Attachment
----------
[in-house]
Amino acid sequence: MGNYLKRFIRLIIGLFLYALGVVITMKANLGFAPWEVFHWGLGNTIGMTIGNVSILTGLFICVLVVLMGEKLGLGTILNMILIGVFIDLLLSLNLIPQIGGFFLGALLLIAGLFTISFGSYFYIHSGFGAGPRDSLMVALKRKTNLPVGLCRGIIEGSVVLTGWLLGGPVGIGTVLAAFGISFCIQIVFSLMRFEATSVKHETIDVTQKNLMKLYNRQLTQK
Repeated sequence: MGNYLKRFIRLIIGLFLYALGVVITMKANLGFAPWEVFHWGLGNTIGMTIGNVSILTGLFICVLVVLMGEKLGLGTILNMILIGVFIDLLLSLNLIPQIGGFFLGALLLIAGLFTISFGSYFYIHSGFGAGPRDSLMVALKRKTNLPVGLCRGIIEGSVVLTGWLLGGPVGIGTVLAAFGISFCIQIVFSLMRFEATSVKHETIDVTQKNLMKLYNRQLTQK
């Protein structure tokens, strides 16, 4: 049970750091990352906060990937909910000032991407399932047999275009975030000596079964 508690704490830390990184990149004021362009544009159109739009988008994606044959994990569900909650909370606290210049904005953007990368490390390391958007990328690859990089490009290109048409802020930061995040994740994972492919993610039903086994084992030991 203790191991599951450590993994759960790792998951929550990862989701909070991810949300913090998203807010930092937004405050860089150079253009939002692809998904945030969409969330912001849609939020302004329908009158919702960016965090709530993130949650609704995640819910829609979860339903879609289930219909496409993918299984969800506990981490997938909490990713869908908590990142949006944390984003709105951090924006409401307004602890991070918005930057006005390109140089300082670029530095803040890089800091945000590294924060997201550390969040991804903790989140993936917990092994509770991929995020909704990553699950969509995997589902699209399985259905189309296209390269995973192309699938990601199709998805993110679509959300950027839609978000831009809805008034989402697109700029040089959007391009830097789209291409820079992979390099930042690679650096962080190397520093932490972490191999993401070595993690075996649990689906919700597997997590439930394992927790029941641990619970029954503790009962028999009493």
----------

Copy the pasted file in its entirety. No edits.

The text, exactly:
[in-house]
Amino acid sequence: MGNYLKRFIRLIIGLFLYALGVVITMKANLGFAPWEVFHWGLGNTIGMTIGNVSILTGLFICVLVVLMGEKLGLGTILNMILIGVFIDLLLSLNLIPQIGGFFLGALLLIAGLFTISFGSYFYIHSGFGAGPRDSLMVALKRKTNLPVGLCRGIIEGSVVLTGWLLGGPVGIGTVLAAFGISFCIQIVFSLMRFEATSVKHETIDVTQKNLMKLYNRQLTQK
Repeated sequence: MGNYLKRFIRLIIGLFLYALGVVITMKANLGFAPWEVFHWGLGNTIGMTIGNVSILTGLFICVLVVLMGEKLGLGTILNMILIGVFIDLLLSLNLIPQIGGFFLGALLLIAGLFTISFGSYFYIHSGFGAGPRDSLMVALKRKTNLPVGLCRGIIEGSVVLTGWLLGGPVGIGTVLAAFGISFCIQIVFSLMRFEATSVKHETIDVTQKNLMKLYNRQLTQK
């Protein structure tokens, strides 16, 4: 049970750091990352906060990937909910000032991407399932047999275009975030000596079964 508690704490830390990184990149004021362009544009159109739009988008994606044959994990569900909650909370606290210049904005953007990368490390390391958007990328690859990089490009290109048409802020930061995040994740994972492919993610039903086994084992030991 203790191991599951450590993994759960790792998951929550990862989701909070991810949300913090998203807010930092937004405050860089150079253009939002692809998904945030969409969330912001849609939020302004329908009158919702960016965090709530993130949650609704995640819910829609979860339903879609289930219909496409993918299984969800506990981490997938909490990713869908908590990142949006944390984003709105951090924006409401307004602890991070918005930057006005390109140089300082670029530095803040890089800091945000590294924060997201550390969040991804903790989140993936917990092994509770991929995020909704990553699950969509995997589902699209399985259905189309296209390269995973192309699938990601199709998805993110679509959300950027839609978000831009809805008034989402697109700029040089959007391009830097789209291409820079992979390099930042690679650096962080190397520093932490972490191999993401070595993690075996649990689906919700597997997590439930394992927790029941641990619970029954503790009962028999009493």